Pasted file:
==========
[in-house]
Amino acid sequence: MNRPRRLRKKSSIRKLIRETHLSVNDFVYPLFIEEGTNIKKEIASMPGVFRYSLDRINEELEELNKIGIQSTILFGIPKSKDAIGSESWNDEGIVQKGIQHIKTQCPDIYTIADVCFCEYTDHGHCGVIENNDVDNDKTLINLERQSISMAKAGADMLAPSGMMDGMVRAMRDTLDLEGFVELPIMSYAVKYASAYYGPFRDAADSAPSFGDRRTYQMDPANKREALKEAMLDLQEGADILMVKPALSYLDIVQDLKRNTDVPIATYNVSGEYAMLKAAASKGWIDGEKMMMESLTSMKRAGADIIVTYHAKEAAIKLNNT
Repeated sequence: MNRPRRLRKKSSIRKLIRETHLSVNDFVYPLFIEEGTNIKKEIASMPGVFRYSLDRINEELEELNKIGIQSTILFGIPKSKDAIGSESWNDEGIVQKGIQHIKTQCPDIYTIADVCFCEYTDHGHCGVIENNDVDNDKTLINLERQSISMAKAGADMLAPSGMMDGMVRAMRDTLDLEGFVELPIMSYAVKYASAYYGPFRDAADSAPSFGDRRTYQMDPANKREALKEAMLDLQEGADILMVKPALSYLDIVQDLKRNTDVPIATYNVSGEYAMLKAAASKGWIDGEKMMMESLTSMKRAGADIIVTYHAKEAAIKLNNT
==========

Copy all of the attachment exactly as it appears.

[in-house]
Amino acid sequence: MNRPRRLRKKSSIRKLIRETHLSVNDFVYPLFIEEGTNIKKEIASMPGVFRYSLDRINEELEELNKIGIQSTILFGIPKSKDAIGSESWNDEGIVQKGIQHIKTQCPDIYTIADVCFCEYTDHGHCGVIENNDVDNDKTLINLERQSISMAKAGADMLAPSGMMDGMVRAMRDTLDLEGFVELPIMSYAVKYASAYYGPFRDAADSAPSFGDRRTYQMDPANKREALKEAMLDLQEGADILMVKPALSYLDIVQDLKRNTDVPIATYNVSGEYAMLKAAASKGWIDGEKMMMESLTSMKRAGADIIVTYHAKEAAIKLNNT
Repeated sequence: MNRPRRLRKKSSIRKLIRETHLSVNDFVYPLFIEEGTNIKKEIASMPGVFRYSLDRINEELEELNKIGIQSTILFGIPKSKDAIGSESWNDEGIVQKGIQHIKTQCPDIYTIADVCFCEYTDHGHCGVIENNDVDNDKTLINLERQSISMAKAGADMLAPSGMMDGMVRAMRDTLDLEGFVELPIMSYAVKYASAYYGPFRDAADSAPSFGDRRTYQMDPANKREALKEAMLDLQEGADILMVKPALSYLDIVQDLKRNTDVPIATYNVSGEYAMLKAAASKGWIDGEKMMMESLTSMKRAGADIIVTYHAKEAAIKLNNT